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Voices ᐋ ᐄᔮᔨᐧᒫᓂᐧᐃᒡ

Back to school; Preparing for a less restrictive school year

BY Ben Powless Aug 30, 2021

Despite a difficult experience since the beginning of the pandemic in March 2020, Cree School Board Chairperson Sarah Pash is confident that Eeyou Istchee is ready for a return to almost-normal classroom activities. 

“We can’t say the past year has been easy – it has been quite challenging – but I’m so proud of the way our teachers and staff rose to the challenges and spent all their energy on students and putting students first,” Pash told the Nation

Pash acknowledges the toll that the past academic year took its toll on staff, parents and students. “We’re dealing with Covid fatigue. Our staff went through a very trying period and had to adapt in ways they didn’t envision before; they were very dedicated and showed a lot of love and care for the students. Students also had to adapt; they were very resilient, and they were able to pretty much get through anything that was thrown at them,” Pash said.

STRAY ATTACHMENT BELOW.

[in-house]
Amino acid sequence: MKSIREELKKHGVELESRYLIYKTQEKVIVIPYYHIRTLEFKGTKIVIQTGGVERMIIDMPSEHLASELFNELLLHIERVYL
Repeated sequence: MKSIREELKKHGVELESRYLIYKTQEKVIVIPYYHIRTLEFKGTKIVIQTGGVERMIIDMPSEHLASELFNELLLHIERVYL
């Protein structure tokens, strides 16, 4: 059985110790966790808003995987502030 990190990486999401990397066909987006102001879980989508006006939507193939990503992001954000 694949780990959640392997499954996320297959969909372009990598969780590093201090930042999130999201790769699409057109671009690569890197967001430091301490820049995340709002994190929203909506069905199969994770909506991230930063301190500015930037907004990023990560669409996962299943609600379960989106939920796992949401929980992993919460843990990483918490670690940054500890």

The CSB will address mental health and well-being for all stakeholders. Stress, anxiety and isolation have impacted all involved, and the lack of contact with teachers and their interpersonal instruction mean that many students haven’t progressed as they would have in a classroom setting.

The CSB will prioritize keeping children in schools as much as possible, beginning with a return under Schedule A – the least restrictive that schools can be right now. As during the past year, students will have stable class groups, extended to socially distanced bus seating. Secondary students will continue to wear masks in most indoor areas, though not in classes. 

Pash said that parents are a key factor in the success of students, with many working full-time while lending support to their children. “The thing we learned as parents – and I’m including myself – is how difficult it can be during periods of online learning, when you’re trying to do your own work, and manage home life, that you’re there to support your child while they’re learning online.”